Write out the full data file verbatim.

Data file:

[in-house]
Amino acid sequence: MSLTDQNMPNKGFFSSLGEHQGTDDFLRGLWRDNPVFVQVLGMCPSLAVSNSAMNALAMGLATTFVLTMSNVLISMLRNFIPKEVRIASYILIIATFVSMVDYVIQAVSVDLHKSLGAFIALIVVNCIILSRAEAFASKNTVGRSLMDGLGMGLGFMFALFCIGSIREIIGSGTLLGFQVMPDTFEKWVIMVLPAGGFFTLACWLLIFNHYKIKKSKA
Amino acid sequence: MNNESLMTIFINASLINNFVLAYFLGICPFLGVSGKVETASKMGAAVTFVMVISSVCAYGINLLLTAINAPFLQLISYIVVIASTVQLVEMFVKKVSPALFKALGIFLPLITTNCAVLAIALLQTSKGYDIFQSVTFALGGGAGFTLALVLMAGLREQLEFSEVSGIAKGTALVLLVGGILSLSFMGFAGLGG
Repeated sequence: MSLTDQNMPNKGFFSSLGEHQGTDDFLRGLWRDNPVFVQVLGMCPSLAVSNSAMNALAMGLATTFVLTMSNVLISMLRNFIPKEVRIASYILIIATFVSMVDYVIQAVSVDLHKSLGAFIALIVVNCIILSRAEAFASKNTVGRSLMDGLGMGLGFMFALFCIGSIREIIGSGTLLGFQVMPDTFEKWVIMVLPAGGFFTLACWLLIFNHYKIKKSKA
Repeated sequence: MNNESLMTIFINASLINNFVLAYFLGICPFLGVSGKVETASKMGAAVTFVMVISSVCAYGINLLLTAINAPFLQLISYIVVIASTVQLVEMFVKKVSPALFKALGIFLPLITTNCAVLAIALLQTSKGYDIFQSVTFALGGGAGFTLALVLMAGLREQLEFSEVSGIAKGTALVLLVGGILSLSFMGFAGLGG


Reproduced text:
[in-house]
Amino acid sequence: MSLTDQNMPNKGFFSSLGEHQGTDDFLRGLWRDNPVFVQVLGMCPSLAVSNSAMNALAMGLATTFVLTMSNVLISMLRNFIPKEVRIASYILIIATFVSMVDYVIQAVSVDLHKSLGAFIALIVVNCIILSRAEAFASKNTVGRSLMDGLGMGLGFMFALFCIGSIREIIGSGTLLGFQVMPDTFEKWVIMVLPAGGFFTLACWLLIFNHYKIKKSKA
Amino acid sequence: MNNESLMTIFINASLINNFVLAYFLGICPFLGVSGKVETASKMGAAVTFVMVISSVCAYGINLLLTAINAPFLQLISYIVVIASTVQLVEMFVKKVSPALFKALGIFLPLITTNCAVLAIALLQTSKGYDIFQSVTFALGGGAGFTLALVLMAGLREQLEFSEVSGIAKGTALVLLVGGILSLSFMGFAGLGG
Repeated sequence: MSLTDQNMPNKGFFSSLGEHQGTDDFLRGLWRDNPVFVQVLGMCPSLAVSNSAMNALAMGLATTFVLTMSNVLISMLRNFIPKEVRIASYILIIATFVSMVDYVIQAVSVDLHKSLGAFIALIVVNCIILSRAEAFASKNTVGRSLMDGLGMGLGFMFALFCIGSIREIIGSGTLLGFQVMPDTFEKWVIMVLPAGGFFTLACWLLIFNHYKIKKSKA
Repeated sequence: MNNESLMTIFINASLINNFVLAYFLGICPFLGVSGKVETASKMGAAVTFVMVISSVCAYGINLLLTAINAPFLQLISYIVVIASTVQLVEMFVKKVSPALFKALGIFLPLITTNCAVLAIALLQTSKGYDIFQSVTFALGGGAGFTLALVLMAGLREQLEFSEVSGIAKGTALVLLVGGILSLSFMGFAGLGG